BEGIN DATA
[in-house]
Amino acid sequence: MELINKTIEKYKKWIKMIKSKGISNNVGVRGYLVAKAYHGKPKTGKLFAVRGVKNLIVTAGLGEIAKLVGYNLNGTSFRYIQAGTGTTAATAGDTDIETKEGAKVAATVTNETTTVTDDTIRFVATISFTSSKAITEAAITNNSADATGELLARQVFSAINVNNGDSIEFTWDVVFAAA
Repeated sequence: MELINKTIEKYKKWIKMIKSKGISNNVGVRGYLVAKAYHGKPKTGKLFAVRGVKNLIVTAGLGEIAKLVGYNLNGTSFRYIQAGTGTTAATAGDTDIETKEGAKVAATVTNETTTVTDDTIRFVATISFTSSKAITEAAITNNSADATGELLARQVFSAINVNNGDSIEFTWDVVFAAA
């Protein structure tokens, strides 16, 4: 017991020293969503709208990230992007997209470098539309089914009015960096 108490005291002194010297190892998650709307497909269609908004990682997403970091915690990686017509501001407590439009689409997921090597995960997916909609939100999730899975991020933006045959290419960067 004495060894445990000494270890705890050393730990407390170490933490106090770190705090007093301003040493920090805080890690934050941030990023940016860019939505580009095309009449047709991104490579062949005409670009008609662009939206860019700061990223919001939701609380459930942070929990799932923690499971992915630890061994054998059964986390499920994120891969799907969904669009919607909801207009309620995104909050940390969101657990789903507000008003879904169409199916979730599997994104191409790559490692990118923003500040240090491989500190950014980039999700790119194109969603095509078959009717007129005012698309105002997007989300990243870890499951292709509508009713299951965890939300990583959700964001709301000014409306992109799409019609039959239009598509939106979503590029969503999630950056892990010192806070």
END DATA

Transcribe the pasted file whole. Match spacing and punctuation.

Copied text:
[in-house]
Amino acid sequence: MELINKTIEKYKKWIKMIKSKGISNNVGVRGYLVAKAYHGKPKTGKLFAVRGVKNLIVTAGLGEIAKLVGYNLNGTSFRYIQAGTGTTAATAGDTDIETKEGAKVAATVTNETTTVTDDTIRFVATISFTSSKAITEAAITNNSADATGELLARQVFSAINVNNGDSIEFTWDVVFAAA
Repeated sequence: MELINKTIEKYKKWIKMIKSKGISNNVGVRGYLVAKAYHGKPKTGKLFAVRGVKNLIVTAGLGEIAKLVGYNLNGTSFRYIQAGTGTTAATAGDTDIETKEGAKVAATVTNETTTVTDDTIRFVATISFTSSKAITEAAITNNSADATGELLARQVFSAINVNNGDSIEFTWDVVFAAA
């Protein structure tokens, strides 16, 4: 017991020293969503709208990230992007997209470098539309089914009015960096 108490005291002194010297190892998650709307497909269609908004990682997403970091915690990686017509501001407590439009689409997921090597995960997916909609939100999730899975991020933006045959290419960067 004495060894445990000494270890705890050393730990407390170490933490106090770190705090007093301003040493920090805080890690934050941030990023940016860019939505580009095309009449047709991104490579062949005409670009008609662009939206860019700061990223919001939701609380459930942070929990799932923690499971992915630890061994054998059964986390499920994120891969799907969904669009919607909801207009309620995104909050940390969101657990789903507000008003879904169409199916979730599997994104191409790559490692990118923003500040240090491989500190950014980039999700790119194109969603095509078959009717007129005012698309105002997007989300990243870890499951292709509508009713299951965890939300990583959700964001709301000014409306992109799409019609039959239009598509939106979503590029969503999630950056892990010192806070």